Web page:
“This is it!” Barbara smiles, opening the car door for me. “I hope you don’t mind dogs.”
Before I have time to reply, two of the biggest dogs I’ve seen in a long while arrive on the scene, both of them as tall as my waist. One has a coarse, black, curly coat and is immediately curious, pushing his nose into my hands and investigating the car contents. The other has a coat and a snout like a bear and a lovely, smily face. She’s more shy and hangs back a little.
“This is Caracol and Cookie,” says Barbara.
Introductions over, we walk down some cobbled steps and through a tiny doorway where I have to duck to avoid acquiring a headache.
The house is part of what looks like it might formerly have been workers’ cottages. Beyond the tiny doorway is a kitchen dining room with a tiny sink and a cooker tucked into a corner whose ceiling is so low I have to bend almost double to stand at it. Beyond the big dining table is a living room with an extraordinarily high ceiling and a window which looks out over the Arrábida National Park to the Tagus estuary and beyond it, shimmering in the heat haze on the horizon, Lisbon. Off the other corner of the dining room is a bedroom with a large bed that takes up most of the space and a window that looks out over the quinta outbuildings and onto the same view as the living room. There’s an inner porch which houses a washing machine and garden furniture and outside, on the small lawn below the bedroom window, a wooden garden bench and table.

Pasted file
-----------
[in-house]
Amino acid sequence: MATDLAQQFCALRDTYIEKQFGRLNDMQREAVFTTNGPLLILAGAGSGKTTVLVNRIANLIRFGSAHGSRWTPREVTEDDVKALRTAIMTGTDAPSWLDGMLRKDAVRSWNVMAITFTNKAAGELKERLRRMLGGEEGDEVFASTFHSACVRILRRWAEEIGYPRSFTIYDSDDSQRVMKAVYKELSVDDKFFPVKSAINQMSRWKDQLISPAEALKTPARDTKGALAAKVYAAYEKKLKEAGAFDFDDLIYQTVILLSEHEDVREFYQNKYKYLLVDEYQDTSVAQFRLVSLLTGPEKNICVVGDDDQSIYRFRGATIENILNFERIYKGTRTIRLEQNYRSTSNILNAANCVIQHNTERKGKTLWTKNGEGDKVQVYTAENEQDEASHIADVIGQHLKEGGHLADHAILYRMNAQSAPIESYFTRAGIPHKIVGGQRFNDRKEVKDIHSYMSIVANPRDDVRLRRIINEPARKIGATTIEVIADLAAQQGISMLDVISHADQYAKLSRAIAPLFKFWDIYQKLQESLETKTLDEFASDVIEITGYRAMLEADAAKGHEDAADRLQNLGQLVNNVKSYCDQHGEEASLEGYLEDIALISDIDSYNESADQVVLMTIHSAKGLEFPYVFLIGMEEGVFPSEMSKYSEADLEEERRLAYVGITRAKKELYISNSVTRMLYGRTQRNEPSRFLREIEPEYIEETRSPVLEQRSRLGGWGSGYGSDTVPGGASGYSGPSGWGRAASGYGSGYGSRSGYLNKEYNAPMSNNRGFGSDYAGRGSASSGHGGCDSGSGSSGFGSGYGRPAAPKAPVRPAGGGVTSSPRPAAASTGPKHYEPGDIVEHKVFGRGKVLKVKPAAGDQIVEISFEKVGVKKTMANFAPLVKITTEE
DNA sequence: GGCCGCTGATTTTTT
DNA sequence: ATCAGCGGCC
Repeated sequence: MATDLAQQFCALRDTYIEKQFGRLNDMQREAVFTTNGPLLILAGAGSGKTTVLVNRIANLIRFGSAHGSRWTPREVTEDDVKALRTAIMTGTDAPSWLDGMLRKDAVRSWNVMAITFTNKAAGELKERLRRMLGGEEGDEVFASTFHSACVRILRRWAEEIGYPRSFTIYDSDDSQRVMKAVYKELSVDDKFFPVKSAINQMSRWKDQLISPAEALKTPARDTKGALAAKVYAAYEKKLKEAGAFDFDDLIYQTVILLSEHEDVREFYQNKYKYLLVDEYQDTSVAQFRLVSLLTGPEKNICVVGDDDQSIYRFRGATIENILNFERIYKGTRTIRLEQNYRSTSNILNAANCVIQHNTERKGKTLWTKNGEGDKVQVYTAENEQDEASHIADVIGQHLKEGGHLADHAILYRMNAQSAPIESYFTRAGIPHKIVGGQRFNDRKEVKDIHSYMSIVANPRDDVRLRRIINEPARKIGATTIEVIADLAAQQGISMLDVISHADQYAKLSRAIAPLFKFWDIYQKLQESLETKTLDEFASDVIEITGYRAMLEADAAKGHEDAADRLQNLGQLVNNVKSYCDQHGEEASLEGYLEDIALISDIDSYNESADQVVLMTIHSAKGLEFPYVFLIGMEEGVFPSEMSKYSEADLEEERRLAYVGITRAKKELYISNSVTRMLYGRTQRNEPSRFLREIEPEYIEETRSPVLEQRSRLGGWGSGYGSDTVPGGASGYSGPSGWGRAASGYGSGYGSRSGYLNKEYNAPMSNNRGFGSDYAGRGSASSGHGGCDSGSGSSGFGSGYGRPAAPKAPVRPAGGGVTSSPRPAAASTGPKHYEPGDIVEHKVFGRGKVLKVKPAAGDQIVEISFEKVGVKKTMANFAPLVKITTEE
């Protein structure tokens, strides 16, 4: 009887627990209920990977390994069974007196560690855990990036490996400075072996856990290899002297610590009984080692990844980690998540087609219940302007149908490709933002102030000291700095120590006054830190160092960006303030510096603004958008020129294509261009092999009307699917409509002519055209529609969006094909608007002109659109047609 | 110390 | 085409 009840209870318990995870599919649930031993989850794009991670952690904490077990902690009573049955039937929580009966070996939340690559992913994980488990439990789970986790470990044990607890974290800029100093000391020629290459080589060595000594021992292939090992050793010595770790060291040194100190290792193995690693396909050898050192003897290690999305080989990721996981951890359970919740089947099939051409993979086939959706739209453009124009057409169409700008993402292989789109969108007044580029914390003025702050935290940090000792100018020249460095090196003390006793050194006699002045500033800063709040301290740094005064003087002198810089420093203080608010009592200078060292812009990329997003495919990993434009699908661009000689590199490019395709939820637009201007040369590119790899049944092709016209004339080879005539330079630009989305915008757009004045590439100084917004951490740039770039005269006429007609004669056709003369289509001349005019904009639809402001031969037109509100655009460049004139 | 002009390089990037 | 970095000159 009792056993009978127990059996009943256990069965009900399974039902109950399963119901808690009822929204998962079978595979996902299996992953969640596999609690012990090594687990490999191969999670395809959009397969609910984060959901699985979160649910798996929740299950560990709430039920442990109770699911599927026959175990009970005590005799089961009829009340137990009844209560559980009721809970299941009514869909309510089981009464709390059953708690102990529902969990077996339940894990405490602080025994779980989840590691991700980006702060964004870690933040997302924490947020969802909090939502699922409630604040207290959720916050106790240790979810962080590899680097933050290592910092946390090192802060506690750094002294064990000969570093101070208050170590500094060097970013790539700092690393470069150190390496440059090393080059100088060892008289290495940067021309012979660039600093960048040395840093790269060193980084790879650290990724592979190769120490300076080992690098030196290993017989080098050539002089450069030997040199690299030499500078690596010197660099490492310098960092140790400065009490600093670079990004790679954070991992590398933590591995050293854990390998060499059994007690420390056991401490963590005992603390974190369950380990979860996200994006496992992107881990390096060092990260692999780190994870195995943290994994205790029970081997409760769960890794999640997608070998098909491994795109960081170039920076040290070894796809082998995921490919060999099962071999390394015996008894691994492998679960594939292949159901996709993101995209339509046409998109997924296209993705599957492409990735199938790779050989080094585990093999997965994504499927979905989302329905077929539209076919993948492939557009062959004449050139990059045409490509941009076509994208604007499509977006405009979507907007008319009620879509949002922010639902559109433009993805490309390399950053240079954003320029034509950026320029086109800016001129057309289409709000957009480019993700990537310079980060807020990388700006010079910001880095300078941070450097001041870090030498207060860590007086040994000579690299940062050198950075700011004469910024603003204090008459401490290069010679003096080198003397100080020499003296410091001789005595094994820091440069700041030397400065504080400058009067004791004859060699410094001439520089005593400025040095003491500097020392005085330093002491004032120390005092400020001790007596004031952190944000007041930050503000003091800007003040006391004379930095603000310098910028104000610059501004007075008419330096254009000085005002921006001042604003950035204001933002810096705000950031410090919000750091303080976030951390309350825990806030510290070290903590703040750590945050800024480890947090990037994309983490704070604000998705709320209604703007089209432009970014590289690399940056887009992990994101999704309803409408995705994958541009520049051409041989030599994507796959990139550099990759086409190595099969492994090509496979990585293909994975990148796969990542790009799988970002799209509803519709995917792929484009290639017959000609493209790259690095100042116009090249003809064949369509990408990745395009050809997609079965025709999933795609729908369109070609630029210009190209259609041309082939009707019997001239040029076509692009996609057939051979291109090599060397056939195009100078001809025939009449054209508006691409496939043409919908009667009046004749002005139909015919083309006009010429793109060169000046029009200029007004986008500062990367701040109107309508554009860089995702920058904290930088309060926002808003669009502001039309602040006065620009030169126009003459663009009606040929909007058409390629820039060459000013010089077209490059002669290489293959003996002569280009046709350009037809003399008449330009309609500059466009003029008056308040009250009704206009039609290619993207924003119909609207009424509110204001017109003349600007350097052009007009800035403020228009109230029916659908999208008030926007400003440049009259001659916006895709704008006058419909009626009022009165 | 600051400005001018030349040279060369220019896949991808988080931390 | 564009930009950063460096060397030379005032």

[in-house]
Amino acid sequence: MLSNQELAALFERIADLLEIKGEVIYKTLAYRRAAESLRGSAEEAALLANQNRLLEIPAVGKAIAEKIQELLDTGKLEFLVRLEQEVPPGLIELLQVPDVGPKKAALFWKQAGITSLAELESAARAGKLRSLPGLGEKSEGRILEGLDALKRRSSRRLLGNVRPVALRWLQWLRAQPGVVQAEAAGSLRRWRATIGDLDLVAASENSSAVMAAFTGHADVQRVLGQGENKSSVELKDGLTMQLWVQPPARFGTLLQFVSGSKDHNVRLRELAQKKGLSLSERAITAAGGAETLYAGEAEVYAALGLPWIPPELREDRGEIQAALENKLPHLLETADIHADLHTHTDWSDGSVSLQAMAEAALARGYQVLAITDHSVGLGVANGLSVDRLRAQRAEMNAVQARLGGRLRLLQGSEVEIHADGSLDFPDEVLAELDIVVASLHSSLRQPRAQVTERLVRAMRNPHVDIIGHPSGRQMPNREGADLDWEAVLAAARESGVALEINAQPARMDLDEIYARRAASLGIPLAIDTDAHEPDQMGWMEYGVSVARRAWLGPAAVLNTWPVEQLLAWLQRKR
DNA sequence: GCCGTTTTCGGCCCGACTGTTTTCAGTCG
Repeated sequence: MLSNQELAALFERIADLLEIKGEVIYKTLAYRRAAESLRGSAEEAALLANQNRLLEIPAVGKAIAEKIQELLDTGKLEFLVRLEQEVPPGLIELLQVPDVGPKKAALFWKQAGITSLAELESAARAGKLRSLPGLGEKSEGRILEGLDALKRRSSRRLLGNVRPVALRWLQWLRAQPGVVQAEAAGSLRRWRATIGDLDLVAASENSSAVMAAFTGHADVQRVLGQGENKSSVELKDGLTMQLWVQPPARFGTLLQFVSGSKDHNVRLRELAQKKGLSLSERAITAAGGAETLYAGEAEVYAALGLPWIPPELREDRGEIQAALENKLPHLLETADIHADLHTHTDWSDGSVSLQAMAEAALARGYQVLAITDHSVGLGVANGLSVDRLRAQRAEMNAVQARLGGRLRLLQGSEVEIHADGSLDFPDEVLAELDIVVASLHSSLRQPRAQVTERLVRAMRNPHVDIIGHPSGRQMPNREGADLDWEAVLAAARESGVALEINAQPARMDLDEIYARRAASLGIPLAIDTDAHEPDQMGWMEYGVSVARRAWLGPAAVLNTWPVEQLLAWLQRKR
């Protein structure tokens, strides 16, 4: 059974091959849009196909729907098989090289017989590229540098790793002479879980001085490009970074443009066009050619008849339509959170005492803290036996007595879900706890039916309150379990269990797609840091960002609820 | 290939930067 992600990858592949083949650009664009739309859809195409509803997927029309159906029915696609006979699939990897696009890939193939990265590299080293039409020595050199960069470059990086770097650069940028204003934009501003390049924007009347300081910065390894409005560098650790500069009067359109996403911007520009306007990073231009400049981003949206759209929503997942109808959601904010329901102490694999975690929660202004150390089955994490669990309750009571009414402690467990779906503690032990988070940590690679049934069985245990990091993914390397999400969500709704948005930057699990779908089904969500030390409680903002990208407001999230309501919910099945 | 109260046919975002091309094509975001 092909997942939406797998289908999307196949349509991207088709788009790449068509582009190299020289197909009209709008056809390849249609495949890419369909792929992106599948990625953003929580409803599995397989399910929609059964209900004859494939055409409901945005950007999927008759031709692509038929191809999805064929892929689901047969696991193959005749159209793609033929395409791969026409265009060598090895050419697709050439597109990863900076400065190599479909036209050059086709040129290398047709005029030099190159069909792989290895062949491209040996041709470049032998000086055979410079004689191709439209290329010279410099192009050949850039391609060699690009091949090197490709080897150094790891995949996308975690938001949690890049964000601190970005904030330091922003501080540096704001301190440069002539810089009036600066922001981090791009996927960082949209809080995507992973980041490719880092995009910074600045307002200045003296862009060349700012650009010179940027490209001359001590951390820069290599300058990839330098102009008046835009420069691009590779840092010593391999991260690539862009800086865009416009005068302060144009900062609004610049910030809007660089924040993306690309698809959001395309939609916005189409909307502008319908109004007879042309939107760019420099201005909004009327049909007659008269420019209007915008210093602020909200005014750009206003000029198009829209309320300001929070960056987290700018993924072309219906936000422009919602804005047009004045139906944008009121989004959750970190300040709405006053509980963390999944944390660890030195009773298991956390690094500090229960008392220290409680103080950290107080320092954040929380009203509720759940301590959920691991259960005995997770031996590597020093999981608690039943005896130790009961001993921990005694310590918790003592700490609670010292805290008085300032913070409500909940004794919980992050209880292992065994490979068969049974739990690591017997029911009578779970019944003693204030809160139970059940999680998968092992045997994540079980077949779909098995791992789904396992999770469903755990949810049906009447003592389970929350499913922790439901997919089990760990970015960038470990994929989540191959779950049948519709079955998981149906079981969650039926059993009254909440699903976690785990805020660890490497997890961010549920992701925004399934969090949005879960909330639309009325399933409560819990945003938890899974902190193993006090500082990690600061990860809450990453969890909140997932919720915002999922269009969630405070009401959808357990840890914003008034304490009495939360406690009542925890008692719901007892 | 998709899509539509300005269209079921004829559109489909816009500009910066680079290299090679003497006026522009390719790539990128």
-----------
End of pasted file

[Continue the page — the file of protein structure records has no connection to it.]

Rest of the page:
The whole place is charming and we’re immediately smitten.